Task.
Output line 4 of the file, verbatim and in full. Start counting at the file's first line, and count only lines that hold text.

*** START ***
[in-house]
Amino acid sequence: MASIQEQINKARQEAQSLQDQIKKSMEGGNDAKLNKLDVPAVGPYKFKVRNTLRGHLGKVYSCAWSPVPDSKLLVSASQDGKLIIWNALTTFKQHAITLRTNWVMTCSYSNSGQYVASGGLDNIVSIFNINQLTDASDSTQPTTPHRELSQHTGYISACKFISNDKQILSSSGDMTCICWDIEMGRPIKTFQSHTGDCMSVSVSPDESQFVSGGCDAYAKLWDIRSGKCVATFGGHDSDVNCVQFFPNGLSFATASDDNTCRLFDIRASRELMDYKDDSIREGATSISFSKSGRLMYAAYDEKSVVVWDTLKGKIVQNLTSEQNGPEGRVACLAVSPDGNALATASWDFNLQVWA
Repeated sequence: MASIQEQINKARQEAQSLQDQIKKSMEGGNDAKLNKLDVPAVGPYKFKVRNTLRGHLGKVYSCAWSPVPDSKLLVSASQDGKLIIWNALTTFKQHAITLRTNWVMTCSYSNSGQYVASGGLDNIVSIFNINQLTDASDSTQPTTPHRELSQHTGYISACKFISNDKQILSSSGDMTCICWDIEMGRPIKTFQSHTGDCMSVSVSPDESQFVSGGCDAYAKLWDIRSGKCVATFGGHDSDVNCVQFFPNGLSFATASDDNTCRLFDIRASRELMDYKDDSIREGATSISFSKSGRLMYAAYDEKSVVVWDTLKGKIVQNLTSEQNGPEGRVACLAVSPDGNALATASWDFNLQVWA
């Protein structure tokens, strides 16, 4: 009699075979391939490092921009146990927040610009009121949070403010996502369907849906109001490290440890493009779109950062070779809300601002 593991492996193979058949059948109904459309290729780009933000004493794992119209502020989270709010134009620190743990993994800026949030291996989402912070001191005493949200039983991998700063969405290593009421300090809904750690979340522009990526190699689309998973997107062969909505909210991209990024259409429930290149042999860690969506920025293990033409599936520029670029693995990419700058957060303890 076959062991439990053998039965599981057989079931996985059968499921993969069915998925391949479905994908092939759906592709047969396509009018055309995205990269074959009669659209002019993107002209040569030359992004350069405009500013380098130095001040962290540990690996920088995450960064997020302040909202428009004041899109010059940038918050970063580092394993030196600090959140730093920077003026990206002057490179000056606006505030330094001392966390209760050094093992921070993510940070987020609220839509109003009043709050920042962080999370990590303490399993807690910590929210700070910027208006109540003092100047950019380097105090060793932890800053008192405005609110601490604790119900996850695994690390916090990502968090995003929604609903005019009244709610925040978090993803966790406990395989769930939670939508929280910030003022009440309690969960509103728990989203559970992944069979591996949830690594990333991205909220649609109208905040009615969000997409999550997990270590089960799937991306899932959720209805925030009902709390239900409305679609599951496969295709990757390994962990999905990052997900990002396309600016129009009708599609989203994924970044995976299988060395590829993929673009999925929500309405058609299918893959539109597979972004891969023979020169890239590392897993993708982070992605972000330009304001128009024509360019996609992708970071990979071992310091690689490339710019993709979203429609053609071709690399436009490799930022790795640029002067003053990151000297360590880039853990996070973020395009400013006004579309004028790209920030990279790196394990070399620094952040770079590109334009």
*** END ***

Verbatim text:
């Protein structure tokens, strides 16, 4: 009699075979391939490092921009146990927040610009009121949070403010996502369907849906109001490290440890493009779109950062070779809300601002 593991492996193979058949059948109904459309290729780009933000004493794992119209502020989270709010134009620190743990993994800026949030291996989402912070001191005493949200039983991998700063969405290593009421300090809904750690979340522009990526190699689309998973997107062969909505909210991209990024259409429930290149042999860690969506920025293990033409599936520029670029693995990419700058957060303890 076959062991439990053998039965599981057989079931996985059968499921993969069915998925391949479905994908092939759906592709047969396509009018055309995205990269074959009669659209002019993107002209040569030359992004350069405009500013380098130095001040962290540990690996920088995450960064997020302040909202428009004041899109010059940038918050970063580092394993030196600090959140730093920077003026990206002057490179000056606006505030330094001392966390209760050094093992921070993510940070987020609220839509109003009043709050920042962080999370990590303490399993807690910590929210700070910027208006109540003092100047950019380097105090060793932890800053008192405005609110601490604790119900996850695994690390916090990502968090995003929604609903005019009244709610925040978090993803966790406990395989769930939670939508929280910030003022009440309690969960509103728990989203559970992944069979591996949830690594990333991205909220649609109208905040009615969000997409999550997990270590089960799937991306899932959720209805925030009902709390239900409305679609599951496969295709990757390994962990999905990052997900990002396309600016129009009708599609989203994924970044995976299988060395590829993929673009999925929500309405058609299918893959539109597979972004891969023979020169890239590392897993993708982070992605972000330009304001128009024509360019996609992708970071990979071992310091690689490339710019993709979203429609053609071709690399436009490799930022790795640029002067003053990151000297360590880039853990996070973020395009400013006004579309004028790209920030990279790196394990070399620094952040770079590109334009």